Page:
This is very funny:
David Cameron has claimed to be the first politician to tell Jeremy Corbyn he was on course for victory in the Labour leadership elections, during a chance encounter after the release of a batch of favourable polling numbers.
The prime minister said his first conversation with Corbyn was in the halls of Westminster, moments after an opinion poll put the veteran leftwinger in front for the first time in the campaign.
The PM said he went on to compare Corbyn’s campaign in the leadership race to his own fight to become the Conservative leader in 2005. “I said to him: ‘Jeremy, your campaign is a bit like mine. You’re the change candidate. You’re the rank outsider. I think you might win this.’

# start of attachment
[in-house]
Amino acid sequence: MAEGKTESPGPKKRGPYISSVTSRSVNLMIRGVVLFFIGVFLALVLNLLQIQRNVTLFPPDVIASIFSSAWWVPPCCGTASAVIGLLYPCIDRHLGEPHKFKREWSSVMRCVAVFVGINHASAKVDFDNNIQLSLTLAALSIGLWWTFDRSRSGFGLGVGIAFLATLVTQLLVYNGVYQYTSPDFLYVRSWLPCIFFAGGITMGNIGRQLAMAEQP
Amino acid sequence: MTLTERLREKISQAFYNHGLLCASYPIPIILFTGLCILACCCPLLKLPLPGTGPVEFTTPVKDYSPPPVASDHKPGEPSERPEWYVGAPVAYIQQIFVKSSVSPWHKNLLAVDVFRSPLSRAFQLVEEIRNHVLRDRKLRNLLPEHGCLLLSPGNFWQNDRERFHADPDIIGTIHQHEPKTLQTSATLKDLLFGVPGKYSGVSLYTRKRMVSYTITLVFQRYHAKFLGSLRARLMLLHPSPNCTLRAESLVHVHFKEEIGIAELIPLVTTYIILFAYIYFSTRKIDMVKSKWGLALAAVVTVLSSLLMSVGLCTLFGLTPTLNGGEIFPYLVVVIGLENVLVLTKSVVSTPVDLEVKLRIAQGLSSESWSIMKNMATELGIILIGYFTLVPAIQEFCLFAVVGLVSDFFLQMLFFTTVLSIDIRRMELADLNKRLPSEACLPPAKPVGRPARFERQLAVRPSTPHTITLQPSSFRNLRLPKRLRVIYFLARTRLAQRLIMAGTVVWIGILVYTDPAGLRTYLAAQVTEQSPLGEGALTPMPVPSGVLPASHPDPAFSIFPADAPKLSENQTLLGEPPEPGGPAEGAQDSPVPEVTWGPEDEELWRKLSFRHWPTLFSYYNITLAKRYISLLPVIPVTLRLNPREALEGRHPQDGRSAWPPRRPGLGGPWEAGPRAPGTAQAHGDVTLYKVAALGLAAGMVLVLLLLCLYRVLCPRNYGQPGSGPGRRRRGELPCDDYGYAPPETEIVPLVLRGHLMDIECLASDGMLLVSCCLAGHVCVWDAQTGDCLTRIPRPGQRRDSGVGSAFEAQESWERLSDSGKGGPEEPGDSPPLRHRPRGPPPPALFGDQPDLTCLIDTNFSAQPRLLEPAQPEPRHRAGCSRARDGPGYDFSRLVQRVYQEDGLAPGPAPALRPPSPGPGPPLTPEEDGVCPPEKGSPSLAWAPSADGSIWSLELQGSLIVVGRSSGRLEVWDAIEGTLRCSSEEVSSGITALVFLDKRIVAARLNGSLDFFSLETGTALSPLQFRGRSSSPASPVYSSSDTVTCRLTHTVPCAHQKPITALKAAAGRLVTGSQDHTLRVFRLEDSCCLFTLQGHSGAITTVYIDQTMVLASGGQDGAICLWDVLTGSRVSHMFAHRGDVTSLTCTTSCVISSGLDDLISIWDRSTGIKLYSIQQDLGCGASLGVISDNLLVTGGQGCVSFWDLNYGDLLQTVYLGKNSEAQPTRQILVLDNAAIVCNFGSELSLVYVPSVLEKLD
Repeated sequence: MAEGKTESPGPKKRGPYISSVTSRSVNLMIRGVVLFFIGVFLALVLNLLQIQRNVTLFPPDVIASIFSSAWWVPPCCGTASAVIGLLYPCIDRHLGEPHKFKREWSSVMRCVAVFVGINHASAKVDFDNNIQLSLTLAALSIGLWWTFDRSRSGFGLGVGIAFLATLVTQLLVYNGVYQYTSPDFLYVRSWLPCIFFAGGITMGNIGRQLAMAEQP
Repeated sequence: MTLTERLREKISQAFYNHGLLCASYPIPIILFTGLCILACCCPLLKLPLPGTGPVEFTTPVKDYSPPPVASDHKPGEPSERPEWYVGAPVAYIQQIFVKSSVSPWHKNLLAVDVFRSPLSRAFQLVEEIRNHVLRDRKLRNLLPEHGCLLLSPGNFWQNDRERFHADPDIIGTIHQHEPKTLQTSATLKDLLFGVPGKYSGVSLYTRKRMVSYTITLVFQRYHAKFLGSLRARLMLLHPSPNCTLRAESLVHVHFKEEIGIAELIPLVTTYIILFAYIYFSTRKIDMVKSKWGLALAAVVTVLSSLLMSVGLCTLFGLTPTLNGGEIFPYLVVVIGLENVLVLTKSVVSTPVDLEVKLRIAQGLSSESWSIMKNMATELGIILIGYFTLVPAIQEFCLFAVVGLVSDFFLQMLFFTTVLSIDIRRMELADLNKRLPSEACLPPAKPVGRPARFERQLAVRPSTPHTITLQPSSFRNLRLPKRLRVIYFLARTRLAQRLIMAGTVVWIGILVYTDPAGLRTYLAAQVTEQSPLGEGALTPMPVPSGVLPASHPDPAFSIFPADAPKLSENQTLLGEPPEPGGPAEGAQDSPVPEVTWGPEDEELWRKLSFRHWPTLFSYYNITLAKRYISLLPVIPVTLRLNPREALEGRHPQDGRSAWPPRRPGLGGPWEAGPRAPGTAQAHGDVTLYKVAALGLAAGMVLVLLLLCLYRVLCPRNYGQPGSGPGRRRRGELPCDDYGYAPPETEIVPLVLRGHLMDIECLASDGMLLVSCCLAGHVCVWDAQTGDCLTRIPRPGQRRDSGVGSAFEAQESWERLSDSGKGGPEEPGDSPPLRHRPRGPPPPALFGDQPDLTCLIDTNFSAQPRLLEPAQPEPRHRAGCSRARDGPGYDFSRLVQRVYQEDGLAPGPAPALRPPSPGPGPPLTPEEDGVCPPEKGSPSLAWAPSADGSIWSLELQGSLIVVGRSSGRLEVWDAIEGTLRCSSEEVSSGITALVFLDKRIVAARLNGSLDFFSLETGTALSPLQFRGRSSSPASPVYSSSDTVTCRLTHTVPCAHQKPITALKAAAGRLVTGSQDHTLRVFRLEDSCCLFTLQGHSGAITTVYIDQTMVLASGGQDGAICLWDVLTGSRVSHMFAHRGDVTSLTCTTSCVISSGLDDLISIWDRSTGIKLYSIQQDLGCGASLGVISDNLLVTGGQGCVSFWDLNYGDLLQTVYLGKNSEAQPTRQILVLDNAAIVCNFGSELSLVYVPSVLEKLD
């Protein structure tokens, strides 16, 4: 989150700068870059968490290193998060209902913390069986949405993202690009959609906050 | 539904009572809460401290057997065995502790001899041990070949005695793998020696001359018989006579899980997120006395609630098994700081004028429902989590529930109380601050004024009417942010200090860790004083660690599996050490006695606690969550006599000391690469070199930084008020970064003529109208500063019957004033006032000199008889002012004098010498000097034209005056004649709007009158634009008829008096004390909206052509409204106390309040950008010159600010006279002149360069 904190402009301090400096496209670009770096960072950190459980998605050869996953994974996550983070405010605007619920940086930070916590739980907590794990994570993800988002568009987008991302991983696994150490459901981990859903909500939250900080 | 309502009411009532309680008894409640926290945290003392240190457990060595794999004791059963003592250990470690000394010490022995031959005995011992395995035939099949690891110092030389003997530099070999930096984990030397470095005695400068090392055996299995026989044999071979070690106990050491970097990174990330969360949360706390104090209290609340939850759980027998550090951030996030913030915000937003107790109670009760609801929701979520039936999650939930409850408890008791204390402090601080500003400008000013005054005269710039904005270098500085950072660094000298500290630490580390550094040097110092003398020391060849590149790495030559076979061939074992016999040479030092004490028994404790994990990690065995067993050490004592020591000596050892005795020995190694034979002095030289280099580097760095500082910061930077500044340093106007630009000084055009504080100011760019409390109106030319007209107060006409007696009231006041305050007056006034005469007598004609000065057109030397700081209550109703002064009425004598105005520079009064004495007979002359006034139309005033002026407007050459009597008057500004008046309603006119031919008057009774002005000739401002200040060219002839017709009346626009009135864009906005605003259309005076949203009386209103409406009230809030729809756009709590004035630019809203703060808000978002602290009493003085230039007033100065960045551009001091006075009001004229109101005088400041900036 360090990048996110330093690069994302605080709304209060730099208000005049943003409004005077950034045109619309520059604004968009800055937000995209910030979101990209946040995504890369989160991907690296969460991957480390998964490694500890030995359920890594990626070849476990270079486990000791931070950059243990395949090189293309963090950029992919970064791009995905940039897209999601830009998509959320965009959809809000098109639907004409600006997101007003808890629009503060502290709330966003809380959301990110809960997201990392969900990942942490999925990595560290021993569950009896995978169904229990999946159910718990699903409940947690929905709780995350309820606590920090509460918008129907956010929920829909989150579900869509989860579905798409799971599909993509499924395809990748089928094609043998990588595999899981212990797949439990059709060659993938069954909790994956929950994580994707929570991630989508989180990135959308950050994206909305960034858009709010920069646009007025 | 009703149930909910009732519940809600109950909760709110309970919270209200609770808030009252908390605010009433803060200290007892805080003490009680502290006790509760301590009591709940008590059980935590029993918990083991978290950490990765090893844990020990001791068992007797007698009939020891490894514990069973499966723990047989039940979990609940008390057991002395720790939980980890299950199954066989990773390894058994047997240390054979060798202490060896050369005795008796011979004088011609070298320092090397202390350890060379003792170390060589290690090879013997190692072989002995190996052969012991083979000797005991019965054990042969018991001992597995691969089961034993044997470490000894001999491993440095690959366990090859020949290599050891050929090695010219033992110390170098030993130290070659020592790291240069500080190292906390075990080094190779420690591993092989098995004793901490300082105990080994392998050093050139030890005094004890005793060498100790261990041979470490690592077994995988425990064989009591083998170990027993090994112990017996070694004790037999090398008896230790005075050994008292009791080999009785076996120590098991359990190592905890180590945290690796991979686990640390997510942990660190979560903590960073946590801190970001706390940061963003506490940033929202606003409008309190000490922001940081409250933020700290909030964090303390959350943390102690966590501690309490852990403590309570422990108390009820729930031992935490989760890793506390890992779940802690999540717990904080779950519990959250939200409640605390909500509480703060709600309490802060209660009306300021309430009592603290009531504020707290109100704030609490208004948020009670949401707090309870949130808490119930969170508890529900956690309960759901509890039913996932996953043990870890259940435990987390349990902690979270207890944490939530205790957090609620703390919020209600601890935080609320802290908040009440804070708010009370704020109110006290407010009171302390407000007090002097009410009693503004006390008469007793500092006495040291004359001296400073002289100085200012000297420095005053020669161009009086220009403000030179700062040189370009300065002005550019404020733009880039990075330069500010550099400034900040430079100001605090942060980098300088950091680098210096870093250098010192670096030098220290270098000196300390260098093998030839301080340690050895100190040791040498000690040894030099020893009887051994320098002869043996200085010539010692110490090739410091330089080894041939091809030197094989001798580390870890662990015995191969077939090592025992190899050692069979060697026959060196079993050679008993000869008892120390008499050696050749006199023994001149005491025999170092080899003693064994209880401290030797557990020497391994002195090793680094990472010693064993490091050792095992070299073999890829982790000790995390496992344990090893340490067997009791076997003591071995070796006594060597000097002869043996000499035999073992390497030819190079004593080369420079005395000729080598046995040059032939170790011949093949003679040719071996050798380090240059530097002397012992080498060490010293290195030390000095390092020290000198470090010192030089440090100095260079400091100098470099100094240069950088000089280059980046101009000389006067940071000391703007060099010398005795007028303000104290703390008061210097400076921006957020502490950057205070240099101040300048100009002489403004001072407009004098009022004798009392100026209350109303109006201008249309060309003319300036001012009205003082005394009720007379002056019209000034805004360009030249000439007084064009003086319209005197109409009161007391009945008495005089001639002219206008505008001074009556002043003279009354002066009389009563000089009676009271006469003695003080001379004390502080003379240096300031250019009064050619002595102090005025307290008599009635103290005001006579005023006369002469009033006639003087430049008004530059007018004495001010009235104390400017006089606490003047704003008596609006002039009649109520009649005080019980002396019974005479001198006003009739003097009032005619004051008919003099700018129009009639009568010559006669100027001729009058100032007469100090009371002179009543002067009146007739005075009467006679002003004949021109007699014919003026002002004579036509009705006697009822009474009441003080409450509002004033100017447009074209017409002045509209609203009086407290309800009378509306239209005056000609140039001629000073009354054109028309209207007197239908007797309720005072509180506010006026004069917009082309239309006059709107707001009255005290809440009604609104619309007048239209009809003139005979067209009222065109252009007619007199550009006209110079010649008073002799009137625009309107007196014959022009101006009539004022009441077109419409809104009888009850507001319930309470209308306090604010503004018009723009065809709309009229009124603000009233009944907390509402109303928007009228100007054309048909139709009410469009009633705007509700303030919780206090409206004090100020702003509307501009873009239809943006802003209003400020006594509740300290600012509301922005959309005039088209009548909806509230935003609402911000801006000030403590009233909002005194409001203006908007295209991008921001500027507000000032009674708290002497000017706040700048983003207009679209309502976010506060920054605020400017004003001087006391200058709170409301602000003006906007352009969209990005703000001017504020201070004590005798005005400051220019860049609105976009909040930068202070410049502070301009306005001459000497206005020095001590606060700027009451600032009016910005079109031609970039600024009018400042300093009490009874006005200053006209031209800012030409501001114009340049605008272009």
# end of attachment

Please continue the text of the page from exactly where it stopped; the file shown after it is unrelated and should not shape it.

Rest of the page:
Maybe you’re asking, “Why is it funny?” The answer is in the paragraph in which Cameron compared Corbyn’s leadership campaign to his own, suggesting that he – Cameron – was a ‘change’ candidate.
How has Cameron changed the Conservative Party?
He’s made it slightly worse in many ways, certainly, but he hasn’t changed the Tories’ direction of travel – certainly not in the way that Mr Corbyn is doing with Labour.
Even his recent flirtation with scandal (out of the mouths of pigs, apparently) may be described as no more than par for the course, in the Party of Self-Indulgence.
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